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Well, That’s An Outrageous Allowance

Poll QuestionWhen it comes to an allowance, a few kids are really raking it in.

T. Rowe Price’s annual Parents, Kids and Money Survey found that 47% of parents give their kids an allowance, with 68% paying less than $10 and 18% less than $20.

That seems like a reasonable amount for helping around the house and learning the value of a buck.

But we honestly can’t imagine what the 6% of kids receiving more than $41 a week are doing. That seems like a lot of cash.

Especially given that the survey found that only a quarter of kids save their allowance for a long-term goal – nearly the same as the number who spend it impulsively and immediately. The majority of kids save their allowance toward a short-term goal.

Regardless, kids don’t seem to be managing their allowance well: 70% of parents say their kids ask for additional money before their next payday.

We’d like to think that parents aren’t giving in, but chances are, they are. Only 19% of parents describe themselves as “not a pushover at all.” And just over a quarter of parents say they give in when their kids beg to buy them something.

(Note to parents: Nearly half of kids think begging works.)

Unfortunately, this research doesn’t dig deep into why parents pay what they pay. But in an article for news wire service Reuters, Stuart Ritter, senior financial planner at T. Rowe Price, gave a couple of guesses:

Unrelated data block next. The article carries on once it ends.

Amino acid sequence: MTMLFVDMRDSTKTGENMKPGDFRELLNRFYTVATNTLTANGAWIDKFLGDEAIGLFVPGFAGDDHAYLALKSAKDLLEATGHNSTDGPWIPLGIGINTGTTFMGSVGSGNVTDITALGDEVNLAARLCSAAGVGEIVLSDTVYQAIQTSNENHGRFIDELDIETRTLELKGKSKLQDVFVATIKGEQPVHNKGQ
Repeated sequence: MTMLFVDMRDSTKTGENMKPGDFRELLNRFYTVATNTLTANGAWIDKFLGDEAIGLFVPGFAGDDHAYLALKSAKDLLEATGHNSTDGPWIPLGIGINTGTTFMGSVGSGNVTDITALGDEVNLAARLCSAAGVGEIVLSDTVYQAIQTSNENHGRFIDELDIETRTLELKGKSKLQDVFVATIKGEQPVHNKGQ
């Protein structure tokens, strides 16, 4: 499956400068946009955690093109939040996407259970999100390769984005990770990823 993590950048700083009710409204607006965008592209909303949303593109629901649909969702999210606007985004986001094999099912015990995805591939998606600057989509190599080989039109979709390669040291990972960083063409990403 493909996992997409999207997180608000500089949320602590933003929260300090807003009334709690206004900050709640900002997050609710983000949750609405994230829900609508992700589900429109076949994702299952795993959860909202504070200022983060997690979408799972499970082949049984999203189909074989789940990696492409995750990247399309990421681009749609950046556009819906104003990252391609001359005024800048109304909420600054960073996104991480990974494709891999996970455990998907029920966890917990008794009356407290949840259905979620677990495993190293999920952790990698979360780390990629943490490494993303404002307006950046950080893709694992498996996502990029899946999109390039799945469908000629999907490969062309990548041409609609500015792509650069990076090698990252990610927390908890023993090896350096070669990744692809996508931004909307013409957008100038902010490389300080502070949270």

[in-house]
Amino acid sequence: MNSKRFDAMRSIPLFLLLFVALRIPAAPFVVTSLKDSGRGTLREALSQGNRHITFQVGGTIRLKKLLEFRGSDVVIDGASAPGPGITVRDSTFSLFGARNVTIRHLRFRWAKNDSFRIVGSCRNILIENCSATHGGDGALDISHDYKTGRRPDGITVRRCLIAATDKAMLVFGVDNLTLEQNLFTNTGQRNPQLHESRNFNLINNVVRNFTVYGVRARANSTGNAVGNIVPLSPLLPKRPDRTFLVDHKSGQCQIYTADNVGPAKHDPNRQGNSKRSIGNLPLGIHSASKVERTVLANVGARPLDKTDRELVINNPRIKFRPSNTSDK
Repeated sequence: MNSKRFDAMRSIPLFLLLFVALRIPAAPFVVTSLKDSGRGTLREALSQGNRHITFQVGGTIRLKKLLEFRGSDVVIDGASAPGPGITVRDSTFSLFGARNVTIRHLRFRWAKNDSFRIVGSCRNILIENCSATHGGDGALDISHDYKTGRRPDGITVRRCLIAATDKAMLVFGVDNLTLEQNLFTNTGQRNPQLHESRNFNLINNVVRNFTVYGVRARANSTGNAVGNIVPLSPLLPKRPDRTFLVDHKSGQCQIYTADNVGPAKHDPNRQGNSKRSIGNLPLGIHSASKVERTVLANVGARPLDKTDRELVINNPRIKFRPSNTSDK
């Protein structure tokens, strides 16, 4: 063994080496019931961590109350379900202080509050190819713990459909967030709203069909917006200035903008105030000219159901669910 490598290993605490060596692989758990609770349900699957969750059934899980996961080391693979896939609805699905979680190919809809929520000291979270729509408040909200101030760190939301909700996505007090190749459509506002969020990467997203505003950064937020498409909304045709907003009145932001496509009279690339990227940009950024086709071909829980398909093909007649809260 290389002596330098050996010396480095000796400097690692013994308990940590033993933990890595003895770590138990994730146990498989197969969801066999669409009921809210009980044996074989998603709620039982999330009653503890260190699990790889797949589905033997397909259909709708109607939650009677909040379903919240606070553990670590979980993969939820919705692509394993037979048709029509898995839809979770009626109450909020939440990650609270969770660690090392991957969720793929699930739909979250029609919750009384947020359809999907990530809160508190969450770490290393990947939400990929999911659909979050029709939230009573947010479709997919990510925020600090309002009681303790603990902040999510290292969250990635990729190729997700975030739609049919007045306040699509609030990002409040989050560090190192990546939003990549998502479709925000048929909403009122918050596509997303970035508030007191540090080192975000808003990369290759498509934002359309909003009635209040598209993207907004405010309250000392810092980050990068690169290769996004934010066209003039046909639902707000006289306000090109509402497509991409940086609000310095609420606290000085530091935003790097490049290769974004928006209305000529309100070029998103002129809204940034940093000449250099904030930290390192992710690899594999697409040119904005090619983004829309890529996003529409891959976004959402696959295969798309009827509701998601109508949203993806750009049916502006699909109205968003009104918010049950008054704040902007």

“There could be a couple of things going on here. One is that as the economy has been getting better, families are feeling a little more stable and are sharing that with the kids. It could also be that parents are simply involving kids in bigger financial decisions. For instance, maybe their allowance is going up – but then they have to pay for half of their clothing bill.”

Let’s hope so.





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  1. Amy said:
    on February 24th at 08:08 pm

    I think Mr. Ritter has it right, the question isn’t really deep enough.

    Currently my kids are under 10 and we give them twice their age per month. However, if they wanted to take on buying their own clothing or lunch budgeting, I would be happy to give them more money so they could learn about spending with bigger picture items.

    In fact, when my oldest is 10, we plan on having her budget her meals so that she can see the savings possibilities with bringing vs. buying lunch. To do that, she will have to buy her sack lunch ingredients and set up her own budget.

    My parents gave me $50 a month by high school but I was expected to pay for lunch, clothes, and any extras.

    Plus the survey does not mention age.